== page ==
I am not inherently opposed to kiddie pools. I use them occasionally when I shift pastures in the summer and there is no established wallow yet or if I change a herd composition and there are more pigs than the immediate room in the wallow. A pool is sometimes the best option I have while they work on making a wallow, but if given the choice, all my pigs prefer a good wallow – or even a thin film of water tipped out of a bucket onto the cool ground rather than a pool. When I do use a pool, I have a dairy foot bath. It is tough, low, large, and can stand the weight of a cow. I wouldn’t even bother with an actual kiddie pool. A sandbox is a step up in toughness and accessibility from a pool, but if you have the time – “just add water” to the soil and let the pigs do their thing.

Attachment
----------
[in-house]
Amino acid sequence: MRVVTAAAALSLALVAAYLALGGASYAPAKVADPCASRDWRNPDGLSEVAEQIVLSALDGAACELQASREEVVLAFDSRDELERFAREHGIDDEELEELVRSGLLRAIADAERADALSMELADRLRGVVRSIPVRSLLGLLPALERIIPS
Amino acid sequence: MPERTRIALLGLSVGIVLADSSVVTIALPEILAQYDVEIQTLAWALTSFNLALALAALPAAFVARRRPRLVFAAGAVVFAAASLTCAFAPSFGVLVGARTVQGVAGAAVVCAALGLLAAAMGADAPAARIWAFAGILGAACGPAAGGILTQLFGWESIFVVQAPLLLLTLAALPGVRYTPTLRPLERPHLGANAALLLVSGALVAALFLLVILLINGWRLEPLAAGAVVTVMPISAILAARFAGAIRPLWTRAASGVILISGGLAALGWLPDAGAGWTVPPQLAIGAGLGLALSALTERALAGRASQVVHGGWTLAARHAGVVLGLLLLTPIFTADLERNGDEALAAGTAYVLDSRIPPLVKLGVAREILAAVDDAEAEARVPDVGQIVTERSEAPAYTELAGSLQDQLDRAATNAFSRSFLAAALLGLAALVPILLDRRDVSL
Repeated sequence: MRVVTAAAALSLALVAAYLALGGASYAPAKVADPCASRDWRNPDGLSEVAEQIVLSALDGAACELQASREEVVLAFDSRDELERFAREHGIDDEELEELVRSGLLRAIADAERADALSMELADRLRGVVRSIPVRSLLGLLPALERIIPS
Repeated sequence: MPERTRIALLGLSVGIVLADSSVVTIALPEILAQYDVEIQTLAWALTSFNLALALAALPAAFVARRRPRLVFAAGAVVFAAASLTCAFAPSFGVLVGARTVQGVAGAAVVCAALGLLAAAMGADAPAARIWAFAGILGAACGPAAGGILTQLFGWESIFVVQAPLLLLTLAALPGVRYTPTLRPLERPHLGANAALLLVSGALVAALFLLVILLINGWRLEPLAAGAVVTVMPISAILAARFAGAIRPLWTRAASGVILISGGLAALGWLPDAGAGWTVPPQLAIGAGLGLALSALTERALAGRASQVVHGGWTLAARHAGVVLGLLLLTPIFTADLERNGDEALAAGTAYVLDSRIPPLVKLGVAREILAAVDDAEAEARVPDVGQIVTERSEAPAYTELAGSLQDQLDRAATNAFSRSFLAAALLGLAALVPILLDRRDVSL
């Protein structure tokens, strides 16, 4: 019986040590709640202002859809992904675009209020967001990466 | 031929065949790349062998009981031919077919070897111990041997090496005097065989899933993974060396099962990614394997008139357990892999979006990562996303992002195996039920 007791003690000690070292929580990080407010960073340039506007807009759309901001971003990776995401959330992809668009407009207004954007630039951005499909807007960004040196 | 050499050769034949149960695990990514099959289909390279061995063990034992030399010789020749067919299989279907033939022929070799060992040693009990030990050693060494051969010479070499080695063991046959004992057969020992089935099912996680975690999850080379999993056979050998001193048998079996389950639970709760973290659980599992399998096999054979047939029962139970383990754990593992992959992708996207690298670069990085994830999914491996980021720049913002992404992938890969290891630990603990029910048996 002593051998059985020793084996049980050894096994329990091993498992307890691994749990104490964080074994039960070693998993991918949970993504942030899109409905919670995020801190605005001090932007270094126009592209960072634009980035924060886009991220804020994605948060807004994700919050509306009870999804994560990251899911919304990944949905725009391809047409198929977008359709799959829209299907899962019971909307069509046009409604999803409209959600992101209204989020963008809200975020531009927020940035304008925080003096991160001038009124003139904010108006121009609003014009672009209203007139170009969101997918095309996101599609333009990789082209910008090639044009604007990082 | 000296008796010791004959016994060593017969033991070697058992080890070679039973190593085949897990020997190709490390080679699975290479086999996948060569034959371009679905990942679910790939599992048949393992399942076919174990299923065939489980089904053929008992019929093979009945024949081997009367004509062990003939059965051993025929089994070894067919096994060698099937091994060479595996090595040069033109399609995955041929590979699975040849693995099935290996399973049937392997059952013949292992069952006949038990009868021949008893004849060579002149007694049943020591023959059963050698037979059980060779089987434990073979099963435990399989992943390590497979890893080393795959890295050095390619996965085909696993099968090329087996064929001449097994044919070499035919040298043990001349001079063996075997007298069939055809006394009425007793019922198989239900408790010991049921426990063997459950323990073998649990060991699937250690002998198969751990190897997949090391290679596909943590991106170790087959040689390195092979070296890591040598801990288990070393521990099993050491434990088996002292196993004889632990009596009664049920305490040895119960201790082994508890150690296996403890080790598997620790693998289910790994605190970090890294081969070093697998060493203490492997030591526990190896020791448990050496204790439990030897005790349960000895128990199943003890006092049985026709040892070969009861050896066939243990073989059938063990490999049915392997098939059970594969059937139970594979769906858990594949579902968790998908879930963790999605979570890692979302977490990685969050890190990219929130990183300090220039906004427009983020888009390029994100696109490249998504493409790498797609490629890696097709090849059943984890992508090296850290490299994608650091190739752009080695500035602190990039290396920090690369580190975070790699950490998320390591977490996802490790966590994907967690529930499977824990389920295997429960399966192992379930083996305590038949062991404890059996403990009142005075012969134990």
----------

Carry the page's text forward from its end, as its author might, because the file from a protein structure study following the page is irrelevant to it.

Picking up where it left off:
Here Cedar is enjoying the wallow she made from the water bucket overflow. Three full-grown pigs would rather use the wallow than even one of them using the pool provided. It is easy to see their preference.

If the weather gets really hot (+30 degrees Celcius), I will sometimes run a mister out by the wallow and increase the bucket fill timers to ensure continuous cool water is accessible. Timers are great, but on super hot days, I am definitely out there checking on them regularly to make sure there hasn’t been a malfunction and everyone is well hydrated and has a way of cooling down. I never change herd structures on a super hot day – they can overheat squabbling over pecking order or a newcomer may be bullied away from essential water. I don’t take that risk.

Behaviour is another strategy that pigs use to deal with the heat. They often graze early or late in the day while it is cooler and nap in the shade during the heat of the day.  Our pigs have access to lots of trees for shade, but shade sails or other secure structures can be helpful where trees are scarce.

During the spring and fall, wind storms are common on the coast. They often result in trees coming down and downed power lines. It is important to ensure shelters are not in areas where trees are likely to fall on them and that fences are checked for intactness after storms.